How Financial Services Firms Can Shift from Data Hoarding to Decision-Making

Today, many financial services institutions are hoarding significant amounts of operational data, including data about their people and finances. The volume of data organizations store will only increase as data continues to grow in importance. By 2025, IDC estimates that the data created and replicated in the world will reach 163 zettabytes, or 163 trillion gigabytes. That’s roughly 3.3 quadrillion four-drawer file cabinets. Annually.

Contrast this to a time in the not-too-distant past when companies weren’t storing data beyond what was legally required or essential to running their businesses. In fact, due to system constraints and physical storage limitations, storing large amounts of data simply wasn’t possible.

Yet here’s the rub—much of the internal data around finance and human resources (HR), which can be used to better run and grow the business, isn’t actionable because it can’t be combined with other available data or easily analyzed at all. While financial services firms have innovated their front office with new technologies to meet rising customer expectations, they may have overlooked the needs of their internal customers—their employees—who are operating on outdated systems that store data in siloes. Because of this, many organizations and their employees are at risk of overlooking critical information as they become increasingly overwhelmed with data without the means to handle it.

But with the right strategy and systems to make sense of information, you can turn valuable finance and HR data from a collection of facts into actionable insights.

Distinguish Value from Noise

As a financial services firm, where do you start in determining what data you need and how to use it? At the core of every business are its people, finance, and operations, so looking at data from these dimensions is a good beginning. This can be accomplished by identifying your business problem or goal, and then determining what data you have available that can be used to make informed decisions about those challenges.

For example, maybe your organization is a bank with a goal to improve customer satisfaction and increase customer loyalty. Your branch employees, who serve on the front lines of customer communications, are key to this. By comparing workforce data with operational data, organizations can better understand how employee performance correlates with branch performance and then recommend relevant training to get employees up-to-speed.

You also want to retain employees who excel at customer communications and loyalty. If you have the right HR and finance analytics capabilities, you’ll be able to identify high performers at risk of leaving based on historical data related to performance, tenure, and compensation.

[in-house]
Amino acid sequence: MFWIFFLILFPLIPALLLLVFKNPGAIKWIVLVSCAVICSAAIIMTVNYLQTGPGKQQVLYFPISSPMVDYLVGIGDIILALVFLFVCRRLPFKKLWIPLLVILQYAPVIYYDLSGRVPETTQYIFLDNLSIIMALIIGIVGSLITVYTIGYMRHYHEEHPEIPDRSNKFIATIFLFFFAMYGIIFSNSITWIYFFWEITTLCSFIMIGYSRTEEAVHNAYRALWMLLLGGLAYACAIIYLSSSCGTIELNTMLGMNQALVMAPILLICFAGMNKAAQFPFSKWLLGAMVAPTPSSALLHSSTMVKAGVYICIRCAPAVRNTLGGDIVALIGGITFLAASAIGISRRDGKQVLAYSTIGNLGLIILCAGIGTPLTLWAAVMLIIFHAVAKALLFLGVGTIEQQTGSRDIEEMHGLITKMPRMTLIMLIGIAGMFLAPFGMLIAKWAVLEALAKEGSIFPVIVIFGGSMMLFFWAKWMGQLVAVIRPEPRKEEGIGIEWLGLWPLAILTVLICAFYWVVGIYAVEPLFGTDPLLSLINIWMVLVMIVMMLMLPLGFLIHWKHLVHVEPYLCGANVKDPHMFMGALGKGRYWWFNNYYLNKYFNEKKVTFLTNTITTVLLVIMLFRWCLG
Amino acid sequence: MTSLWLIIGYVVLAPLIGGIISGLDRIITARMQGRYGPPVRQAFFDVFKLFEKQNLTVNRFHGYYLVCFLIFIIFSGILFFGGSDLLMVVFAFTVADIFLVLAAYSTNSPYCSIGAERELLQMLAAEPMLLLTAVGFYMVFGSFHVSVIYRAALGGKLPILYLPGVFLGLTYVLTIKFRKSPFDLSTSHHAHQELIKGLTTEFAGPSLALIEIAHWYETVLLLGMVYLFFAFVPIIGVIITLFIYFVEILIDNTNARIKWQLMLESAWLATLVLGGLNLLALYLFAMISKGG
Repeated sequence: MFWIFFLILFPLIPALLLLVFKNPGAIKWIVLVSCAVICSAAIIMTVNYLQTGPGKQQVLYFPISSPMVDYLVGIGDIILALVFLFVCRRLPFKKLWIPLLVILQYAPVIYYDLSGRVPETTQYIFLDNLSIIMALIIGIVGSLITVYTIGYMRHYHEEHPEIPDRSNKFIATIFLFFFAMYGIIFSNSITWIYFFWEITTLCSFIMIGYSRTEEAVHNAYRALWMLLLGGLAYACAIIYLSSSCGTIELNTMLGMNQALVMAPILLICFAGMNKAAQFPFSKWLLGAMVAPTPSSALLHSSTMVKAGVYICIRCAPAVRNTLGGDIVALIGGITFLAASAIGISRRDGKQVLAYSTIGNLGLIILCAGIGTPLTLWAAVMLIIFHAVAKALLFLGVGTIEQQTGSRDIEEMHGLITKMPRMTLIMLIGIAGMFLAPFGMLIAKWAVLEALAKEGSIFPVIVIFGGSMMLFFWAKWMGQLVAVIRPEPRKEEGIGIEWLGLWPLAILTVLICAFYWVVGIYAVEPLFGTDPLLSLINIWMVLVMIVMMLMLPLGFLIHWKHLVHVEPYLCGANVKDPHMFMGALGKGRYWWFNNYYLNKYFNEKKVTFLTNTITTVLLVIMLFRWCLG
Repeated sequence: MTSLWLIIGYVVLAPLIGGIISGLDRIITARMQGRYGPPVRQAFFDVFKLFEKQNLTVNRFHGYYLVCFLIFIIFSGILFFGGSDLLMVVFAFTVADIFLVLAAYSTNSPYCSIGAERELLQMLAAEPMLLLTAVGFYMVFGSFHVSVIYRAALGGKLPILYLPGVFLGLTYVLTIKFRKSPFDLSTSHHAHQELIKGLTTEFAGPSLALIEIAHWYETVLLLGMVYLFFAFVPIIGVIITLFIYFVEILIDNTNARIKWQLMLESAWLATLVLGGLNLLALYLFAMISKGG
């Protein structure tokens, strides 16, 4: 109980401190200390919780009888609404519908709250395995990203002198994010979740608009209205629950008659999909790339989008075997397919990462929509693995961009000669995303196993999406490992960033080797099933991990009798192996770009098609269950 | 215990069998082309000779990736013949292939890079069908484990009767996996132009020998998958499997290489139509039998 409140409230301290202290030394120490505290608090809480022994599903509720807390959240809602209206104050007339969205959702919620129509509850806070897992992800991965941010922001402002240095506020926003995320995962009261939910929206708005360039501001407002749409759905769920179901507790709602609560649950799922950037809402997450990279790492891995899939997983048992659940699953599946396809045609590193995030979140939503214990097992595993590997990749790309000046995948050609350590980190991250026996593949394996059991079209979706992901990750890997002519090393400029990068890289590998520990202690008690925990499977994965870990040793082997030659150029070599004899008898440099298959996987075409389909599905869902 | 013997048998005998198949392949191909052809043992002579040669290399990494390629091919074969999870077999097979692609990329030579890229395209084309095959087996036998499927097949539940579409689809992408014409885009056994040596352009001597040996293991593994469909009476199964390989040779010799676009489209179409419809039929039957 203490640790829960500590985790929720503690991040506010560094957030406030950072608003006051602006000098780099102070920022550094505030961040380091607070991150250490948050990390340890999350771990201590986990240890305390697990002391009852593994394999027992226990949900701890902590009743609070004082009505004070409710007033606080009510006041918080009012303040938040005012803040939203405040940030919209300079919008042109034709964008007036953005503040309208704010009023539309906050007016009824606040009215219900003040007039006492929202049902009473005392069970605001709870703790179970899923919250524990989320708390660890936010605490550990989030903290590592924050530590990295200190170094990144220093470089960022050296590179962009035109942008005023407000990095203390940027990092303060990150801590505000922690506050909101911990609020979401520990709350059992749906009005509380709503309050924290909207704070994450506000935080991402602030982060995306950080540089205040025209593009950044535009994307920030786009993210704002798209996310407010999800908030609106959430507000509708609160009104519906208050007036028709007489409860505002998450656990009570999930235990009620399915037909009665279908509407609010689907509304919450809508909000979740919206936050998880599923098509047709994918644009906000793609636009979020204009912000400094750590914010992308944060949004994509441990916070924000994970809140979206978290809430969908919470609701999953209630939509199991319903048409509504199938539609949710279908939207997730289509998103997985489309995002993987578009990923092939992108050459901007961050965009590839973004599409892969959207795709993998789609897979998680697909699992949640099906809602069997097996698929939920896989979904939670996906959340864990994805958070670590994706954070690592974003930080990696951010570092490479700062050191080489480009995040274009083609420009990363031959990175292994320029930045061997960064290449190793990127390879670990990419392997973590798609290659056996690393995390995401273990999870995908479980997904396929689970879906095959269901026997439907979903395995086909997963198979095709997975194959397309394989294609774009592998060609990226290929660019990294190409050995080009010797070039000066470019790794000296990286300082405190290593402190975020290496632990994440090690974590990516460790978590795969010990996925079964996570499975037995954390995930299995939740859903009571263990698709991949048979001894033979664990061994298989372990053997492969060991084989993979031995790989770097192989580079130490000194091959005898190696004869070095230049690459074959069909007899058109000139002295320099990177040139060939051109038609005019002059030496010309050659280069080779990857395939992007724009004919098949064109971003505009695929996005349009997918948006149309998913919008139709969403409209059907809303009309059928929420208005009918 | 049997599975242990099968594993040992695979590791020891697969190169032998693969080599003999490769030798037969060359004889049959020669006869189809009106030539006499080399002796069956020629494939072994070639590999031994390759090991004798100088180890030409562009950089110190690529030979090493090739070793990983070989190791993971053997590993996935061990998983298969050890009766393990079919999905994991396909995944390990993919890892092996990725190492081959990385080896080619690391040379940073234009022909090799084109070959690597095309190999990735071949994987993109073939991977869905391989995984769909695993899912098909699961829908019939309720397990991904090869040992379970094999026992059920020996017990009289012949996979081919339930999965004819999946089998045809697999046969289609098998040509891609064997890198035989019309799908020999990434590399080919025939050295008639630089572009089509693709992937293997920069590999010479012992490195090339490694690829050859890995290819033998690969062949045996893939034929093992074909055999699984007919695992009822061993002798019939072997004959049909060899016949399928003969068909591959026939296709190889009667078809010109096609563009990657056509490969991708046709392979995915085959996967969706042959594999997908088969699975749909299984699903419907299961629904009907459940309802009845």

Making sense of information requires a unified system that can not only disaggregate data to the line item level but can also pull in different data sources.

Improve the Back-End

The data deluge problem isn’t just about the amount of internal, operational data being stored, but also the level of granularity available. The finance and HR teams of many institutions still operate on outdated systems that are only able to store aggregate data with complex details summarized. While these systems may be sufficient for the purpose of financial reporting, they’re unable to keep up with the level of complexity needed to drive business decisions.

Making sense of information requires a unified system that can not only disaggregate data to the line item level but can also pull in different data sources. This way, financial services firms can get a comprehensive view into their organizations by comparing and analyzing performance across products, customer segments, regions, and other dimensions. Combining all this data at the lowest level of granularity provides better insight into cash inflows and outflows—as well as your key ratios—to better manage risk and drive profitability.

Financial institutions also need a comprehensive view of all this granular data in a real-time dashboard. For instance, a branch or lending manager could use a credit risk dashboard that details loan charge-offs and delinquencies to determine what changes need to be made to meet revenue goals or to identify a disruptive pattern. Or, a financial institution could use benchmarking capabilities to understand how they compare to companies of a similar size or industry, helping them understand their strengths and weaknesses in relation to other organizations.

Data can be a blessing or a burden. Don’t hoard your data. With the right strategy and the technology to support it, your organization can hone in on the right data to make decisions that will move the needle forward.